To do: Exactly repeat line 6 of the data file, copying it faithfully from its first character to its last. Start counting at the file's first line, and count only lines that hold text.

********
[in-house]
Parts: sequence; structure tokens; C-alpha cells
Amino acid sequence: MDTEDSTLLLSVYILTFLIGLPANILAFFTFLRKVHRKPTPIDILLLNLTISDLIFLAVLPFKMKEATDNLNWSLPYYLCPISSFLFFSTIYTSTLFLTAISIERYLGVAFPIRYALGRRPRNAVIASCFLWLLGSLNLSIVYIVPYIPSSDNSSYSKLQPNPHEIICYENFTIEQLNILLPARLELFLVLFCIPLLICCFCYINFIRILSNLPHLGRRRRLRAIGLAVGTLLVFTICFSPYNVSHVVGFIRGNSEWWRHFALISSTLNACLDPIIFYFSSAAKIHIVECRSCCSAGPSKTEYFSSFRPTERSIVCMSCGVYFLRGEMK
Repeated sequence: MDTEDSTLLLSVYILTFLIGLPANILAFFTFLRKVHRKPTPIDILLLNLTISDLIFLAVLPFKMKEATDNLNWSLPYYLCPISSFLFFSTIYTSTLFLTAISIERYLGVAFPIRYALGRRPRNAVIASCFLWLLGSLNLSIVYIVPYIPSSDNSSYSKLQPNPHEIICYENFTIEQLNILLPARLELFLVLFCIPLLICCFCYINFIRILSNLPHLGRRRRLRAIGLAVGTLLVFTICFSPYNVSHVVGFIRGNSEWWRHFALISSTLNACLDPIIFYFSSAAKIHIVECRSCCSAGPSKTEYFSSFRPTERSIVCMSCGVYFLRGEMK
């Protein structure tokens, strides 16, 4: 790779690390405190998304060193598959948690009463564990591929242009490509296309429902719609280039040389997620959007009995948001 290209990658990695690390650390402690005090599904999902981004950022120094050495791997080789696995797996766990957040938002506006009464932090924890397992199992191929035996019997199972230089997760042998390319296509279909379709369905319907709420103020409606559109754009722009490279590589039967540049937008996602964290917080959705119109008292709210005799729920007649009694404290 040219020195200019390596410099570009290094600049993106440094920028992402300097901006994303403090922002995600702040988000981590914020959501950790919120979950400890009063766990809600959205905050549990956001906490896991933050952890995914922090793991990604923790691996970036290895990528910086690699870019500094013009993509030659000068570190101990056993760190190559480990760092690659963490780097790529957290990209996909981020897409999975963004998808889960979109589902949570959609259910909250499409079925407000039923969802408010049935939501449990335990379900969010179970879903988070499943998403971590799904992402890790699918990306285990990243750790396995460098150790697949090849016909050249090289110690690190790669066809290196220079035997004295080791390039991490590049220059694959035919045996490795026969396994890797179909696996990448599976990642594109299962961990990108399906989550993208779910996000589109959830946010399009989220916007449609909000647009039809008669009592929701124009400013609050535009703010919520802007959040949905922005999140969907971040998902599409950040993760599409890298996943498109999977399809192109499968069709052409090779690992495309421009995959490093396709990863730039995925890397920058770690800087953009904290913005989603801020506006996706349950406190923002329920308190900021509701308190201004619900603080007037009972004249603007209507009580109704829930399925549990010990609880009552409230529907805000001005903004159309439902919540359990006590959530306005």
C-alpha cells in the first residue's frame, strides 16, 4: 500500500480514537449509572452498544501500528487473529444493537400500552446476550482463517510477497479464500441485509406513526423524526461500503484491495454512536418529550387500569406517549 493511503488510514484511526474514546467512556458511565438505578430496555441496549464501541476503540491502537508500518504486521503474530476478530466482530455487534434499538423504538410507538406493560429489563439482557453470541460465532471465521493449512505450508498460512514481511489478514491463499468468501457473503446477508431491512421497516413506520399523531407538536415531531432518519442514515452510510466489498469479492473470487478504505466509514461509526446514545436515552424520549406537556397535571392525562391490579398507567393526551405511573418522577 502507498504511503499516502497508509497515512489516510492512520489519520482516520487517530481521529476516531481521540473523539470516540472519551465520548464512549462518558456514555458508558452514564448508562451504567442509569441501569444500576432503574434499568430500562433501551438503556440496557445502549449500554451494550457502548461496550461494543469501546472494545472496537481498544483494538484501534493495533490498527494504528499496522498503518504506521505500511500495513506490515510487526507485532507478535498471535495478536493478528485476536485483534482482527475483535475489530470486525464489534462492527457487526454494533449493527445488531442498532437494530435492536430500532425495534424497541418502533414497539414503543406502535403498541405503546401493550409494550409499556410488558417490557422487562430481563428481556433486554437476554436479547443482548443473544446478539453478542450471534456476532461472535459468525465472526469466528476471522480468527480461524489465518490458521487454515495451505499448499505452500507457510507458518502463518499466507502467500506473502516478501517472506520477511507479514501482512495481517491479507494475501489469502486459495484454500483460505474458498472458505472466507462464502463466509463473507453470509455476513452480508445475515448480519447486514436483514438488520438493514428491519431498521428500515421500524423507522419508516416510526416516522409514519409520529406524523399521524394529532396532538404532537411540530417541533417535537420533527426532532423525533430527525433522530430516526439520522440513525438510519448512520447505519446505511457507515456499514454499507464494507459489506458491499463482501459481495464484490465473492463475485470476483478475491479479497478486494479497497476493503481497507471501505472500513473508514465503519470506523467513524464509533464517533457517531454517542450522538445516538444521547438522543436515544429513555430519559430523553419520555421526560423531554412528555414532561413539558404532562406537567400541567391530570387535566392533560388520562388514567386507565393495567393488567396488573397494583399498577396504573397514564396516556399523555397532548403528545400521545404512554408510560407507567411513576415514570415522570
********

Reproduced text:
C-alpha cells in the first residue's frame, strides 16, 4: 500500500480514537449509572452498544501500528487473529444493537400500552446476550482463517510477497479464500441485509406513526423524526461500503484491495454512536418529550387500569406517549 493511503488510514484511526474514546467512556458511565438505578430496555441496549464501541476503540491502537508500518504486521503474530476478530466482530455487534434499538423504538410507538406493560429489563439482557453470541460465532471465521493449512505450508498460512514481511489478514491463499468468501457473503446477508431491512421497516413506520399523531407538536415531531432518519442514515452510510466489498469479492473470487478504505466509514461509526446514545436515552424520549406537556397535571392525562391490579398507567393526551405511573418522577 502507498504511503499516502497508509497515512489516510492512520489519520482516520487517530481521529476516531481521540473523539470516540472519551465520548464512549462518558456514555458508558452514564448508562451504567442509569441501569444500576432503574434499568430500562433501551438503556440496557445502549449500554451494550457502548461496550461494543469501546472494545472496537481498544483494538484501534493495533490498527494504528499496522498503518504506521505500511500495513506490515510487526507485532507478535498471535495478536493478528485476536485483534482482527475483535475489530470486525464489534462492527457487526454494533449493527445488531442498532437494530435492536430500532425495534424497541418502533414497539414503543406502535403498541405503546401493550409494550409499556410488558417490557422487562430481563428481556433486554437476554436479547443482548443473544446478539453478542450471534456476532461472535459468525465472526469466528476471522480468527480461524489465518490458521487454515495451505499448499505452500507457510507458518502463518499466507502467500506473502516478501517472506520477511507479514501482512495481517491479507494475501489469502486459495484454500483460505474458498472458505472466507462464502463466509463473507453470509455476513452480508445475515448480519447486514436483514438488520438493514428491519431498521428500515421500524423507522419508516416510526416516522409514519409520529406524523399521524394529532396532538404532537411540530417541533417535537420533527426532532423525533430527525433522530430516526439520522440513525438510519448512520447505519446505511457507515456499514454499507464494507459489506458491499463482501459481495464484490465473492463475485470476483478475491479479497478486494479497497476493503481497507471501505472500513473508514465503519470506523467513524464509533464517533457517531454517542450522538445516538444521547438522543436515544429513555430519559430523553419520555421526560423531554412528555414532561413539558404532562406537567400541567391530570387535566392533560388520562388514567386507565393495567393488567396488573397494583399498577396504573397514564396516556399523555397532548403528545400521545404512554408510560407507567411513576415514570415522570